her wedding by stratagem, and he vowed that he would return to Glenurchy in time to spoil the plans of the wicked baron.
Travelling day and night, Black Colin, with his faithful clansman, came near to Glenurchy, and sent his follower on in advance to bring back news. The youth returned with tidings that the wedding had been fixed for the next day, since the castle was finished and no further excuse for delay could be made. Then Colin's anger was greatly roused, and he vowed that the Baron MacCorquodale, who had stooped to deceit and forgery to gain his ends, should pay dearly for his baseness. Bidding his young clansman show no sign of recognition when he appeared, the Knight of Loch Awe sent him to the farm in the glen, where the anxious foster-mother eagerly awaited the return of the wanderer. When she saw her son appear alone she was plunged into despair, for she concluded, not that Black Colin was dead, but that he would return too late. When he, in the beggar's disguise which he assumed, came down the Glen he saw the smoke from the castle on the Islet, and said: "I see smoke from my house, and it is the smoke of a wedding feast in preparation, but I pray God who sent us light and love that I may reap the fruit of the love that is there."
The Knight then went to his foster-mother's house, knocked at the door, and humbly craved food and shelter, as a beggar. "Come in, good man," quoth the mistress of the house; "sit down in the chimney-corner, and you shall have your fill of oatcake and milk." Colin sat down heavily, as if he were over-wearied,
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''She looked earnestly into his face''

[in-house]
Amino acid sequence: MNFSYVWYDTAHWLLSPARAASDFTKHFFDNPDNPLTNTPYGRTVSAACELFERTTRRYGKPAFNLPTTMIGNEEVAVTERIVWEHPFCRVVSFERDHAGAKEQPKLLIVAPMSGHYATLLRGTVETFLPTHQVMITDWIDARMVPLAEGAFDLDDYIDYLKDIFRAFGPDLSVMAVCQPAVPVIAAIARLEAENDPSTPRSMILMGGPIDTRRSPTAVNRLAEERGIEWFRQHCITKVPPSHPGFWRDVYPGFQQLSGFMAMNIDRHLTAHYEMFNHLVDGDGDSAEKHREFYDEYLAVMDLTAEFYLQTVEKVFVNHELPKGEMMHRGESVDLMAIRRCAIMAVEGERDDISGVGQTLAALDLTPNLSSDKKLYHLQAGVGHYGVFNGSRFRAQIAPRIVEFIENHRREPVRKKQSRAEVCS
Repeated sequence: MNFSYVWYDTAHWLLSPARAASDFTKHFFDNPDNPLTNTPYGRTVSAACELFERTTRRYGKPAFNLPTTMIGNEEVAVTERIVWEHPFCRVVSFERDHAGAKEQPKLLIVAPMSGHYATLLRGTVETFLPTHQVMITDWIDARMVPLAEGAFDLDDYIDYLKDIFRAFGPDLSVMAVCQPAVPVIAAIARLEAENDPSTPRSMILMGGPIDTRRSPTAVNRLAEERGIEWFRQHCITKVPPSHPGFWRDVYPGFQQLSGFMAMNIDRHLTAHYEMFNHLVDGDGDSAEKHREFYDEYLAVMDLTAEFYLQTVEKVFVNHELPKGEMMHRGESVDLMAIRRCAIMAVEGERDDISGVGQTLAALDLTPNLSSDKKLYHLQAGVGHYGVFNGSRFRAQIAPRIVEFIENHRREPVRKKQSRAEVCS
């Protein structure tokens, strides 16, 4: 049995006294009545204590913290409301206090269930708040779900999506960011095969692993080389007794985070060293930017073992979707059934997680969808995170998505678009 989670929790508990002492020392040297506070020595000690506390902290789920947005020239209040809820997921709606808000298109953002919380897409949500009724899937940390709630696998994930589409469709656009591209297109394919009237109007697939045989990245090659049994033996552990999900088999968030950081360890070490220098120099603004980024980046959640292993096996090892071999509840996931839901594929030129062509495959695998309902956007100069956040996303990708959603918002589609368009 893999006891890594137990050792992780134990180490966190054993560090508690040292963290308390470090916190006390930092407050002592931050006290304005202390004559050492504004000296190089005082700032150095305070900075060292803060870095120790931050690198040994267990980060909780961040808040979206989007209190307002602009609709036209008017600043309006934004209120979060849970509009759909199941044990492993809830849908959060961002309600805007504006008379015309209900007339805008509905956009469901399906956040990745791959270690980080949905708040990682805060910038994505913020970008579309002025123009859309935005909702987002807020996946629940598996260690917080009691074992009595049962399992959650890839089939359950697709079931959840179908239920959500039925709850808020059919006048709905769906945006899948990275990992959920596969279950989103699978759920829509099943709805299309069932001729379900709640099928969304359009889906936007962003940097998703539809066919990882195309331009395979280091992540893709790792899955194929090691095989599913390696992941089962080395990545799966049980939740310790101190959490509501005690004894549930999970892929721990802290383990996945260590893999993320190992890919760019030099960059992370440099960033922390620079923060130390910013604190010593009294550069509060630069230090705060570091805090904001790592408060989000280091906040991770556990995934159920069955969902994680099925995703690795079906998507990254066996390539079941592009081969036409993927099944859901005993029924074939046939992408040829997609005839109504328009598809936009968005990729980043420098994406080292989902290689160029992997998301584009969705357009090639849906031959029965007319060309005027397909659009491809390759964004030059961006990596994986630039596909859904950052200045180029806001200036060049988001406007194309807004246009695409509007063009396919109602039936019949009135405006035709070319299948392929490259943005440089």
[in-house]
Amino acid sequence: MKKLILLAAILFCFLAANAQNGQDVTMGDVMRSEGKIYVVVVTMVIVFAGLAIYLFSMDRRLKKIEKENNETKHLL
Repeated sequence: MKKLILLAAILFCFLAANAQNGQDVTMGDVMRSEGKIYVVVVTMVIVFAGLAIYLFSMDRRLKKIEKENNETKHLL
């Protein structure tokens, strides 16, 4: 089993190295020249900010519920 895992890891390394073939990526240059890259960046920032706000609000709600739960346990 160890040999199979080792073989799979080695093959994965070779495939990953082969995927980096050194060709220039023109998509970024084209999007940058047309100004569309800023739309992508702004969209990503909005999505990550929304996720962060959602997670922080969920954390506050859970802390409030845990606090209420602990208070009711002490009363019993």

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''The King blew a loud note on his bugle''
and the farmer's wife moved about slowly, putting before him what she had; and the Knight saw that she did not recognise him, and that she had been weeping quite recently. "You are sad, I can see," he said.
What is the cause of your grief?" "I am not minded to tell that to a wandering stranger," she replied. "Perhaps I can guess what it is," he continued; "you have lost some dear friend, I think." "My loss is great enough to give me grief," she answered, weeping. "I had a dear foster-son, who went oversea to fight the heathen. He was dearer to me than my own sons, and now news has come that he is dead in that foreign land. And the Lady of Loch Awe, who was his wife, is to wed another husband to-morrow. Long she waited for him, past the seven years he was to be away, and now she would not marry again, but that a letter has come to assure her of his death. Even yet she is fretting because she has not had the token he promised to send her; and she will only marry because she dare no longer delay."